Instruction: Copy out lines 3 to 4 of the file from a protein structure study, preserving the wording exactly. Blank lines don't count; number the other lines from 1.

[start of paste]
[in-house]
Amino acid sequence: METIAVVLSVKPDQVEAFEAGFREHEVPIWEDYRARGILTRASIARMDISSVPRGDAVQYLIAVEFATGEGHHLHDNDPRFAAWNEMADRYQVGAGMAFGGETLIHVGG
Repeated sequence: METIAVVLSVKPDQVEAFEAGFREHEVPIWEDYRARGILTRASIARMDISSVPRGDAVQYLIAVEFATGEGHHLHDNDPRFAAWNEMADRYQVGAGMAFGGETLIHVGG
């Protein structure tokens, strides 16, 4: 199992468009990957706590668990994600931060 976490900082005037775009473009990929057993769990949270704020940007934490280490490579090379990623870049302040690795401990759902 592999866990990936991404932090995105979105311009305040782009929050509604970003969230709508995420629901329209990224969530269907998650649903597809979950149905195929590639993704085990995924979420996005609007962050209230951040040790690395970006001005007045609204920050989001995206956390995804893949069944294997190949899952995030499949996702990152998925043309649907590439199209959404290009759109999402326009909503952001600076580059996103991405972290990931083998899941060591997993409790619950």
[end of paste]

Repeated sequence: METIAVVLSVKPDQVEAFEAGFREHEVPIWEDYRARGILTRASIARMDISSVPRGDAVQYLIAVEFATGEGHHLHDNDPRFAAWNEMADRYQVGAGMAFGGETLIHVGG
């Protein structure tokens, strides 16, 4: 199992468009990957706590668990994600931060 976490900082005037775009473009990929057993769990949270704020940007934490280490490579090379990623870049302040690795401990759902 592999866990990936991404932090995105979105311009305040782009929050509604970003969230709508995420629901329209990224969530269907998650649903597809979950149905195929590639993704085990995924979420996005609007962050209230951040040790690395970006001005007045609204920050989001995206956390995804893949069944294997190949899952995030499949996702990152998925043309649907590439199209959404290009759109999402326009909503952001600076580059996103991405972290990931083998899941060591997993409790619950």